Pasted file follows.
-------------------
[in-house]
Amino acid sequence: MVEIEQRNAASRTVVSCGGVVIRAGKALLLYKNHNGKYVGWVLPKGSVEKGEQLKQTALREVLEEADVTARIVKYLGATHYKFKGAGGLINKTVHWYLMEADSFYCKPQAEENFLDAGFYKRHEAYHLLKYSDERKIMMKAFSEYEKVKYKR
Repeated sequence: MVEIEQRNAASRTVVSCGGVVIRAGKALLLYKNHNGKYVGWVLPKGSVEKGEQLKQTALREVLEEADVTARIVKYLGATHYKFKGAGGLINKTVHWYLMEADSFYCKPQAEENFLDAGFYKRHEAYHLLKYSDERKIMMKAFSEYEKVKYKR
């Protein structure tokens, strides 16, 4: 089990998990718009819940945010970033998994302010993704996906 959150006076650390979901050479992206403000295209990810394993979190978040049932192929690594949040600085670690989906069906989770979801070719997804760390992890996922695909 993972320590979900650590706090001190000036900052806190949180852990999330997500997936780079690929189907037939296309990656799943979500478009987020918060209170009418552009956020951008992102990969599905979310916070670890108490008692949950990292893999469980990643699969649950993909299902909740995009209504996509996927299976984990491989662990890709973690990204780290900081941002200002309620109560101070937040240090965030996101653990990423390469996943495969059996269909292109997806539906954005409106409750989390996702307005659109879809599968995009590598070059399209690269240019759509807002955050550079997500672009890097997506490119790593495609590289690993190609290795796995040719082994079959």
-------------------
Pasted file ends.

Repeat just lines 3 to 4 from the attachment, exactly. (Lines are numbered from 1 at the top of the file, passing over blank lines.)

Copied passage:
Repeated sequence: MVEIEQRNAASRTVVSCGGVVIRAGKALLLYKNHNGKYVGWVLPKGSVEKGEQLKQTALREVLEEADVTARIVKYLGATHYKFKGAGGLINKTVHWYLMEADSFYCKPQAEENFLDAGFYKRHEAYHLLKYSDERKIMMKAFSEYEKVKYKR
């Protein structure tokens, strides 16, 4: 089990998990718009819940945010970033998994302010993704996906 959150006076650390979901050479992206403000295209990810394993979190978040049932192929690594949040600085670690989906069906989770979801070719997804760390992890996922695909 993972320590979900650590706090001190000036900052806190949180852990999330997500997936780079690929189907037939296309990656799943979500478009987020918060209170009418552009956020951008992102990969599905979310916070670890108490008692949950990292893999469980990643699969649950993909299902909740995009209504996509996927299976984990491989662990890709973690990204780290900081941002200002309620109560101070937040240090965030996101653990990423390469996943495969059996269909292109997806539906954005409106409750989390996702307005659109879809599968995009590598070059399209690269240019759509807002955050550079997500672009890097997506490119790593495609590289690993190609290795796995040719082994079959």